Grit – One of the most important traits for success (Could you use more?)
Why are some people more successful than others? Intuitively, we may think it’s because they must be smarter or more talented. Sure, all of these can be important ingredients, but not if the critical component is missing. What is it? According to recent studies by Angela Duckworth, the best predictor of success is GRIT – the ability to pursue long-term goals with passion and perseverance. Research has shown that grit is a better predictor of success than IQ or ability. One study found that grit is a much better indicator than SAT scores or physical fitness of whether first year cadets will drop out of West Point Academy. It can also predict retention in the US Special forces and in real estate sales.
Although some people are naturally grittier than others, the good news is we can all improve our grit.
Think back to a time in you life when you were pursuing a long term goal. What kept you going? I remember when I decided to quit my job so I could go to graduate school and earn my Ph.D. It had been five years since I had studied or taken a test in college. I not only had to remember how to study but I also had to relearn everything I had forgotten in those five years and prepare myself to take four entrance exams. The first year of classes was incredibly hard for me. Then my first two years in the lab, none of my projects worked. I quickly learned that the P in Ph.D stood for perseverance. What kept me going?
- SELF PERCEPTION – I don’t think of myself as a quitter and I believed I could do this.
- SOCIAL SUPPORT – I had great support from my family and colleagues.
- OPTIMISM – When projects didn’t work, I would get frustrated but I viewed it as temporary and part of the process.
- PASSION – Getting my Ph.D. was very important to me because I knew I needed it to get the kind of job that would challenge me and keep me engaged.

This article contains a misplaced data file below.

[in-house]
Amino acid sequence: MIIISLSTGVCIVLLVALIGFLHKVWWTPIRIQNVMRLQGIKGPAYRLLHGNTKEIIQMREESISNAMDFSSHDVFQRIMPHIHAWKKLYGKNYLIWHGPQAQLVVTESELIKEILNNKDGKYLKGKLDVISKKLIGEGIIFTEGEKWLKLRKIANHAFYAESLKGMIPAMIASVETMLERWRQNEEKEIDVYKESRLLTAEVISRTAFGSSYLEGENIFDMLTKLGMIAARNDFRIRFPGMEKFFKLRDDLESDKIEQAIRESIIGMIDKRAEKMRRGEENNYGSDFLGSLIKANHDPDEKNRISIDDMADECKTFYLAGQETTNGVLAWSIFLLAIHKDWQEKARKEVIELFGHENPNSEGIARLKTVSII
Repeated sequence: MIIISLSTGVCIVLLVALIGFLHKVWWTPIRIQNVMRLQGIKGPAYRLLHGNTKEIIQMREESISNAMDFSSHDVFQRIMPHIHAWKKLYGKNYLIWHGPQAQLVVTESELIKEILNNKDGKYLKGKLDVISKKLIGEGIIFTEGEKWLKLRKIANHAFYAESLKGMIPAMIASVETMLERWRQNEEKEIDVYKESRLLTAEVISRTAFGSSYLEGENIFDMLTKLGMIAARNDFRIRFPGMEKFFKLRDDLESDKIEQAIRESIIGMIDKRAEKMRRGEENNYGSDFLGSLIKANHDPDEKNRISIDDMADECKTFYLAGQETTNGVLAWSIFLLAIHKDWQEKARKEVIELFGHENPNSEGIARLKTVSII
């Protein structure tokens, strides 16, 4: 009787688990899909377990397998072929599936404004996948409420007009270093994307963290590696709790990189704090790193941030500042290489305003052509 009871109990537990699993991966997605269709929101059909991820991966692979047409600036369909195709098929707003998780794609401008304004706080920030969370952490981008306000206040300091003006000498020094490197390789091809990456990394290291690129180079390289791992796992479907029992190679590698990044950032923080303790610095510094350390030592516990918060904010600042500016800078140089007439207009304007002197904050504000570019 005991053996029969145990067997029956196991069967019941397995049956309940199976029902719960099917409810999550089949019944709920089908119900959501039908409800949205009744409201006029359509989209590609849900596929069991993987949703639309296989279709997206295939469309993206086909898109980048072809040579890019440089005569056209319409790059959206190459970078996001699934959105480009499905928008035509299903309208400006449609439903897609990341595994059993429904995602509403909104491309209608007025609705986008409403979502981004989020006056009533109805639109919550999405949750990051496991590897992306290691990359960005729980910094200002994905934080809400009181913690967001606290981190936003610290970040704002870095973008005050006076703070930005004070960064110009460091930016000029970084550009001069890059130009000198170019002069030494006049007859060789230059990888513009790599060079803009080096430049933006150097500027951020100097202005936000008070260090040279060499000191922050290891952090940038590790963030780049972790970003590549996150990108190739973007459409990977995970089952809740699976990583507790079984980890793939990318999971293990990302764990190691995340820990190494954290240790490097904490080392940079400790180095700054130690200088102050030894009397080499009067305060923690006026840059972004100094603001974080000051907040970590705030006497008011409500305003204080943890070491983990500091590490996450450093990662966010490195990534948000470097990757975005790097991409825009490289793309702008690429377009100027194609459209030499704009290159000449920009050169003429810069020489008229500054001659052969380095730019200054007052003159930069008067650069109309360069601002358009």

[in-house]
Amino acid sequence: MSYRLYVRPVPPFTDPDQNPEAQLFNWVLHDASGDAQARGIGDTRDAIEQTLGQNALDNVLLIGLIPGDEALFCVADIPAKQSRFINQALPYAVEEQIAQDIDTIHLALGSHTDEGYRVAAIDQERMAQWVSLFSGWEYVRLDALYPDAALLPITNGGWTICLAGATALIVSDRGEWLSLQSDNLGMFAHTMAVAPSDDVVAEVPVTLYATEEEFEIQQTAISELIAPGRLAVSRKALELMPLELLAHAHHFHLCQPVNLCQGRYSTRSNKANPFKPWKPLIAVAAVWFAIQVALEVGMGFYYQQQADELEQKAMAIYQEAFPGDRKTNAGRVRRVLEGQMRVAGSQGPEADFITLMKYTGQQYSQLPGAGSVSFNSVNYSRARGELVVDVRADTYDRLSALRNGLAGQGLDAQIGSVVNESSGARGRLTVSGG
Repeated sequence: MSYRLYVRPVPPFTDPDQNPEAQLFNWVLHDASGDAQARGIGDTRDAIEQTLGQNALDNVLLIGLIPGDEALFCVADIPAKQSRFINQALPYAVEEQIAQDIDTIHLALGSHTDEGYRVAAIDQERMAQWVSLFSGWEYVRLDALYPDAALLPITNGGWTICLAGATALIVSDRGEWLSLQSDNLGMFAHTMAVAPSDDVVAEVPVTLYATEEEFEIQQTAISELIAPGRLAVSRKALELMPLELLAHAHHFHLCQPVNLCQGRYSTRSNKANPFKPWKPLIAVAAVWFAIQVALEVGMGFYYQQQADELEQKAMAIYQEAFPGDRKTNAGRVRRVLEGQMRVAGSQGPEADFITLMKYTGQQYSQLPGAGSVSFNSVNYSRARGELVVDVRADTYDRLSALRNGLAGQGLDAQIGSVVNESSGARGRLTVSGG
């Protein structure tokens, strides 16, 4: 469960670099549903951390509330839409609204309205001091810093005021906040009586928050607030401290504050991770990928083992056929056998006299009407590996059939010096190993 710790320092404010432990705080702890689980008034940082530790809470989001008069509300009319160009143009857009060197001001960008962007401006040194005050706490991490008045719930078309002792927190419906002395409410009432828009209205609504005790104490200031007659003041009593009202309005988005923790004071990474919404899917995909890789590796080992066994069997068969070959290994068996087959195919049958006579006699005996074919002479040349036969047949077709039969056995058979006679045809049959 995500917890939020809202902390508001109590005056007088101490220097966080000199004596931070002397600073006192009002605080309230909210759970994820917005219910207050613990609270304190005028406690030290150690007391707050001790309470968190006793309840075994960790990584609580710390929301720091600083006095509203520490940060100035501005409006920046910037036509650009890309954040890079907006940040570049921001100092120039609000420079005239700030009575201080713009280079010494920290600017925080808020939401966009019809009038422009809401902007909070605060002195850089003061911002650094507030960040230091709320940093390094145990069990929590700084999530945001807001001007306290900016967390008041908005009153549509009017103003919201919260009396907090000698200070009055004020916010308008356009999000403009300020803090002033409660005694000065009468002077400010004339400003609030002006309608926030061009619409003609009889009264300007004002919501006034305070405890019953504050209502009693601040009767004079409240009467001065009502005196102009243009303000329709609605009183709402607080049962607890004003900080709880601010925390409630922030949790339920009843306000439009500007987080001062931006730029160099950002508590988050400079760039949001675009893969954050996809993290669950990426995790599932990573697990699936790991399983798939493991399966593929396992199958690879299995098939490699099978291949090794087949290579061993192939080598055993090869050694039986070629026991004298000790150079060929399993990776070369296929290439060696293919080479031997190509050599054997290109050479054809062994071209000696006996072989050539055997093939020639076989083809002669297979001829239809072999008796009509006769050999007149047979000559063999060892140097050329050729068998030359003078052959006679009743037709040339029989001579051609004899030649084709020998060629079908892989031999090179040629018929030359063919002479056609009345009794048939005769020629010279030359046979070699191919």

Other components of grit include:
- WILLPOWER – having self-control over our behavior, emotions and impulses in the face of momentary temptations or diversions
- RESILIENCE – the ability to bounce back when things get tough
- GROWTH MINDSET – believing we can improve our talents and abilities with practice and hard work versus thinking our abilities are set
How can you get more GRIT?
Pay attention to your thoughts and beliefs. 1.) Remind yourself that failure and struggle are just part of the process. An example I like to use are olympic ice skaters. Just imagine how many times they fell before they perfected their routine! 2.) Manage your negative emotions. Use the strategies I share in my weekly tips such as exercising, finding distractions, changing your perspective and changing your view of stress. 3.) Build positivity. Notice and savor the good stuff. Invest in positive, supportive social relationships. Practice gratitude.
To see how gritty you are, take the GRIT quiz designed by Angela Duckworth here.
Tina Hallis, Ph.D. is a professional speaker and consultant for The Positive Edge. She uses science to help people shift the way they think so they can achieve more success in their work and in their lives.